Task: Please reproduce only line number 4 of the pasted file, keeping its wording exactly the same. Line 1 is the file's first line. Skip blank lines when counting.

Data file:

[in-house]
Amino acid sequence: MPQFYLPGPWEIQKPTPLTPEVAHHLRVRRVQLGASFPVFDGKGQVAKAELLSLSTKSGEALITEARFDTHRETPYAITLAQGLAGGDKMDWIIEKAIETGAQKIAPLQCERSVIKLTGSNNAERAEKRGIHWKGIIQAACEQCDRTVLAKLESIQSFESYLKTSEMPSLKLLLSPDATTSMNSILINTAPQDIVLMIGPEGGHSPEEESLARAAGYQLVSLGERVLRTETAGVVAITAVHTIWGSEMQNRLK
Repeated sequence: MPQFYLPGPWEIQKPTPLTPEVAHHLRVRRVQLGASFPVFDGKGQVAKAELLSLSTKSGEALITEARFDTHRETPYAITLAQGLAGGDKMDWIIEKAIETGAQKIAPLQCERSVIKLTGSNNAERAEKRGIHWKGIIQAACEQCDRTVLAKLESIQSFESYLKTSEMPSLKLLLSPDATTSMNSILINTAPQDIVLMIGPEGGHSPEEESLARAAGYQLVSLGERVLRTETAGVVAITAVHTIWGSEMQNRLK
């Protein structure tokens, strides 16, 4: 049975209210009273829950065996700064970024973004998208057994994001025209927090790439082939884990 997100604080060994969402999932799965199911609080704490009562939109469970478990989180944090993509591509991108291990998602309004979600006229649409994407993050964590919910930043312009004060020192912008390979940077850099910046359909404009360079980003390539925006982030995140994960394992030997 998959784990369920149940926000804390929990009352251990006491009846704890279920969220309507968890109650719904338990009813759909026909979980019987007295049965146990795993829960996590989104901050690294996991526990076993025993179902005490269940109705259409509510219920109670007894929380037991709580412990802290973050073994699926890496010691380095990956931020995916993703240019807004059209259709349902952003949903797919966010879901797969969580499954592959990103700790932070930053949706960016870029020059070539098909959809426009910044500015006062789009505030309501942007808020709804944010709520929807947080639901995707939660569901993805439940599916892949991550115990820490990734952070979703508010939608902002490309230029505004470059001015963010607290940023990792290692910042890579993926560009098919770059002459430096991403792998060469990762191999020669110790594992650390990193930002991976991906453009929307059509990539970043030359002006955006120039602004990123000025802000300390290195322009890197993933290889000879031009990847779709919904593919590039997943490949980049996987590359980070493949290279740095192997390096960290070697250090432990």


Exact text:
């Protein structure tokens, strides 16, 4: 049975209210009273829950065996700064970024973004998208057994994001025209927090790439082939884990 997100604080060994969402999932799965199911609080704490009562939109469970478990989180944090993509591509991108291990998602309004979600006229649409994407993050964590919910930043312009004060020192912008390979940077850099910046359909404009360079980003390539925006982030995140994960394992030997 998959784990369920149940926000804390929990009352251990006491009846704890279920969220309507968890109650719904338990009813759909026909979980019987007295049965146990795993829960996590989104901050690294996991526990076993025993179902005490269940109705259409509510219920109670007894929380037991709580412990802290973050073994699926890496010691380095990956931020995916993703240019807004059209259709349902952003949903797919966010879901797969969580499954592959990103700790932070930053949706960016870029020059070539098909959809426009910044500015006062789009505030309501942007808020709804944010709520929807947080639901995707939660569901993805439940599916892949991550115990820490990734952070979703508010939608902002490309230029505004470059001015963010607290940023990792290692910042890579993926560009098919770059002459430096991403792998060469990762191999020669110790594992650390990193930002991976991906453009929307059509990539970043030359002006955006120039602004990123000025802000300390290195322009890197993933290889000879031009990847779709919904593919590039997943490949980049996987590359980070493949290279740095192997390096960290070697250090432990």